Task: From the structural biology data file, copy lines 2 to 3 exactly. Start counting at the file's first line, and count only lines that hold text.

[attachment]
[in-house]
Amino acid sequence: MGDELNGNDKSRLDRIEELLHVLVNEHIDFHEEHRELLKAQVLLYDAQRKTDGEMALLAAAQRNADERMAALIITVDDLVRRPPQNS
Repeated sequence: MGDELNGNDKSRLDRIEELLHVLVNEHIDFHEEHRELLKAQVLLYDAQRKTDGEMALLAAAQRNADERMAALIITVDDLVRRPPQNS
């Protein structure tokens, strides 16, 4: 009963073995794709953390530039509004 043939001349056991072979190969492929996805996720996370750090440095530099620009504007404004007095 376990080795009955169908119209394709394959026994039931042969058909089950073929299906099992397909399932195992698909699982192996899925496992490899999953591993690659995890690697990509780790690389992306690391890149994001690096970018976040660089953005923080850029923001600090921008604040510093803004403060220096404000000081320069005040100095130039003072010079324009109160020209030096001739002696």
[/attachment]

Amino acid sequence: MGDELNGNDKSRLDRIEELLHVLVNEHIDFHEEHRELLKAQVLLYDAQRKTDGEMALLAAAQRNADERMAALIITVDDLVRRPPQNS
Repeated sequence: MGDELNGNDKSRLDRIEELLHVLVNEHIDFHEEHRELLKAQVLLYDAQRKTDGEMALLAAAQRNADERMAALIITVDDLVRRPPQNS